March 21, 2013 6:50 pm
Very few western banks have come through the financial crisis unbruised. Until August last year, Standard Chartered – the British bank with an emerging markets bent – was one of them.
All the while, however, US investigators had been probing StanChart’s behaviour in the run-up to the crisis, convinced that the bank had breached US sanctions bans on dealings with Iran. When the affair exploded into the open last summer with a fine that ended up costing $667m, investors were shocked. The shares lost more than one quarter of their value.
Investors now are inured. On Thursday when the bank’s chairman, Sir John Peace, issued a grovelling apology for having played down the seriousness of the sanctions breaches in recent public comments, contravening the terms of its US settlement in the process, the shares did not budge.
Such investor calm is misplaced – and redolent of the dismissive attitude taken by the bank itself when dealing with the US authorities over the sanctions issue last year.
StanChart had always maintained the scale of the wrongdoing was vastly exaggerated, but ultimately paid a fine to ensure it retained its all-important New York banking licence. The scale of the fine appeared in part to be punishment for the proud tone that the bank took towards the authorities.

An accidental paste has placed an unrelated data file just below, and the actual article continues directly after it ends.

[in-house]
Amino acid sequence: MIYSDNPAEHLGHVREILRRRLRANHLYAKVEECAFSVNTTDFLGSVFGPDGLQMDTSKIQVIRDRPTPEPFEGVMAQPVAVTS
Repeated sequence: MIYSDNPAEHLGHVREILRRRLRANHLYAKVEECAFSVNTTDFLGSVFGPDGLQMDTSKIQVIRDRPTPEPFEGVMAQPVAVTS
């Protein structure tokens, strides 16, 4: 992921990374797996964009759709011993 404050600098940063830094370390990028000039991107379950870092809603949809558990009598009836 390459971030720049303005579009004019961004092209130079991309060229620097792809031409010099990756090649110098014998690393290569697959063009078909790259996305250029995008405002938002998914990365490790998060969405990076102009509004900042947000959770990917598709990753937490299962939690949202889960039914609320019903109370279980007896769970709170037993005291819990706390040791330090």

With his offhand remarks earlier this month, Sir John has repeated the offence – and made the bank look amateurish as well as hubristic. Had he failed to issue the retraction to the satisfaction of US regulators, they could have ripped up last year’s deal and indicted the bank.
The affair should be a reminder to companies and their investors that impressive financial performance can be put at risk by unpredictable factors, in particular politicians and regulators who have the upper hand over banks these days. It also raises some important issues of governance. Although no one has called for Sir John to quit over this affair, it has shone a light on his old-fashioned City of London portfolio career. Alongside his handsomely rewarded post at StanChart, he holds down two other chairmanships. That is against the spirit of guidelines and calls into question his ability to do all three jobs properly.
Like JPMorgan, where Jamie Dimon is determined to hold on to an outmoded dual role as chairman and chief executive, StanChart would do well to modernise if it is to continue to thrive.
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